State v. Smith.1 The Smith court found that the state “right to keep and bear arms” is not absolute, and concluded that a restriction of the right is valid as long as it “narrowly serves a significant governmental interest.”2 The court held that the interests served by the statute were the protection of human life and property, and the statute narrowly served these interests “by prohibiting a category of persons likely to be dangerous from possessing dangerous weapons.”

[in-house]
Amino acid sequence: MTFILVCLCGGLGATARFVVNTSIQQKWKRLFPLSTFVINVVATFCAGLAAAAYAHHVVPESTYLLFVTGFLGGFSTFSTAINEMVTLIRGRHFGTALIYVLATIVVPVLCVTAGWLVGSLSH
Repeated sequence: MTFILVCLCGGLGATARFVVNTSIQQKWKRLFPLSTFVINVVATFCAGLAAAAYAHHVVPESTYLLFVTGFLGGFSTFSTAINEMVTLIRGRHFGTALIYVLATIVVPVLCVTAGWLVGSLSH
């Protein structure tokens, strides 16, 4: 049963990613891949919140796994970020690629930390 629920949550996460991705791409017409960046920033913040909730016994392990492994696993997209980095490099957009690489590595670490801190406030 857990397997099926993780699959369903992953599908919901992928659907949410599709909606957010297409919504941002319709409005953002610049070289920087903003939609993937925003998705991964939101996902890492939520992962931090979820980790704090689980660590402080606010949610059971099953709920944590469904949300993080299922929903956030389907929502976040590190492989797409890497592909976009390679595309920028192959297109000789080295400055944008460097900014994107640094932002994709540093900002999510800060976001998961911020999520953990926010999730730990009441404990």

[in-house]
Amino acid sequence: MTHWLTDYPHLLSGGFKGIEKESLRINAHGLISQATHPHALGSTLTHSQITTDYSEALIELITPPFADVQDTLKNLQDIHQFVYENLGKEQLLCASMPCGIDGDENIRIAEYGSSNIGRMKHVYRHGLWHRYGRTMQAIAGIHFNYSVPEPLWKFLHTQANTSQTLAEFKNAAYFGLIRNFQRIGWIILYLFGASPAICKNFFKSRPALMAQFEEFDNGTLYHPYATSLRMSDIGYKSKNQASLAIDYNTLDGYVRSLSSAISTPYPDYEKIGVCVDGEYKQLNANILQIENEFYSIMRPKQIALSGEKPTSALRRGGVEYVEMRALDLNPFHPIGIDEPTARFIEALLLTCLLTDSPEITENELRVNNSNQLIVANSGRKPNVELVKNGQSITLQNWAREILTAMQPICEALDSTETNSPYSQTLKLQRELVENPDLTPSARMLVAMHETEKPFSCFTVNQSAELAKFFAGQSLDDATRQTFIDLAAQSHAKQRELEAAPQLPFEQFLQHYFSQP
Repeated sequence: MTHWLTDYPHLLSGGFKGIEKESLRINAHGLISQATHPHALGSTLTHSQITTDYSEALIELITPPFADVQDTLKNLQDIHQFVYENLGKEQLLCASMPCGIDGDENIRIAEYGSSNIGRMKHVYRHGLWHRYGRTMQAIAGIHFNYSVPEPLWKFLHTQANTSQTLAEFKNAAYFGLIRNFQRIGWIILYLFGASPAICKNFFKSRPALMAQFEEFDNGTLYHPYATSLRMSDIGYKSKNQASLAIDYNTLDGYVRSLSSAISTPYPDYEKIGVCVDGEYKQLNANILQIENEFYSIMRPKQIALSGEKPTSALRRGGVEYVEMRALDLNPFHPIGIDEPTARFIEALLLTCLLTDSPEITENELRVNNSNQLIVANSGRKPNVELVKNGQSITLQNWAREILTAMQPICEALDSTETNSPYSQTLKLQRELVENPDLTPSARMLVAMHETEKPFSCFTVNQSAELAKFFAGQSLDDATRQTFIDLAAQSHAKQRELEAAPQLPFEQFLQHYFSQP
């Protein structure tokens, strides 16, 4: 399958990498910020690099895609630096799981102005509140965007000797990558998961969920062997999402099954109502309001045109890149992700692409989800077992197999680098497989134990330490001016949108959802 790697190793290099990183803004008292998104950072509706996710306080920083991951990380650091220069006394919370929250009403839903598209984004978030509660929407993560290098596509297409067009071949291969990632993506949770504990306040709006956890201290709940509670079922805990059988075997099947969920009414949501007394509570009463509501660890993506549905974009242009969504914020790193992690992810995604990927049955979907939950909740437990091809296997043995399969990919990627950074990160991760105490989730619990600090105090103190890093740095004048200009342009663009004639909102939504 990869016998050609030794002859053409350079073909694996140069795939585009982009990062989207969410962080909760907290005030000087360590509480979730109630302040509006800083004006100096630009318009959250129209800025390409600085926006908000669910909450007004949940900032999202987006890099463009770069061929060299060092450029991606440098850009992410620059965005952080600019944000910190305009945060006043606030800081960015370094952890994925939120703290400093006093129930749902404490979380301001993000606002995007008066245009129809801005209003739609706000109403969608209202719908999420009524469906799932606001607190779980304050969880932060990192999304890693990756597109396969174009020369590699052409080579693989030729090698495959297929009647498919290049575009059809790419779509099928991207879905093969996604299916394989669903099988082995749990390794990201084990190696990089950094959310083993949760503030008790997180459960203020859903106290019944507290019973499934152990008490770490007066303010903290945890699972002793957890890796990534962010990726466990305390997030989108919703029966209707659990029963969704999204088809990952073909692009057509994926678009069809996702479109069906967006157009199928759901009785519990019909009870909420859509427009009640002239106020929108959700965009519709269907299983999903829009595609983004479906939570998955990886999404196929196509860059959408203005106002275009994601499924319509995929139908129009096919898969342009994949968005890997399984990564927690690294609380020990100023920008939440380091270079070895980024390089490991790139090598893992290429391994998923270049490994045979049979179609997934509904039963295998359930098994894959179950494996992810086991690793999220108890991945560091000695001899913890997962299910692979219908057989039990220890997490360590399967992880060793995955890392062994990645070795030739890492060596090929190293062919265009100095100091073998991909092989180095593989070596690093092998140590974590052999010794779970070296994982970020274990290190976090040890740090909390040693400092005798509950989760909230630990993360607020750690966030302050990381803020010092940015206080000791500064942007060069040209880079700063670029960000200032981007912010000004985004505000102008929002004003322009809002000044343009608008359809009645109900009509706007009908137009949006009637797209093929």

Bleiler v. Chief, Dover Police Dep’t. The Bleiler court declined to subject gun regulations to strict scrutiny, and held that “the reasonableness test is the correct test for evaluating a substantive due process challenge to gun control legislation.”5 The court emphasized, however, that this test “focuses on the balance of the interests at stake, rather than merely on whether any conceivable rationale exists under which the legislature may have concluded the law could promote public welfare.”6 The court held that the statute was a reasonable limitation, noting that it “does not prohibit carrying weapons; it merely regulates the manner of carrying them.”7 The court concluded that “[i]n view of the benefit to public safety and in light of the lack of restriction on possession of loaded weapons in one’s home or business,” the statute did not “‘subvert unduly’ the self-defense aspect of the state constitutional right to bear arms.”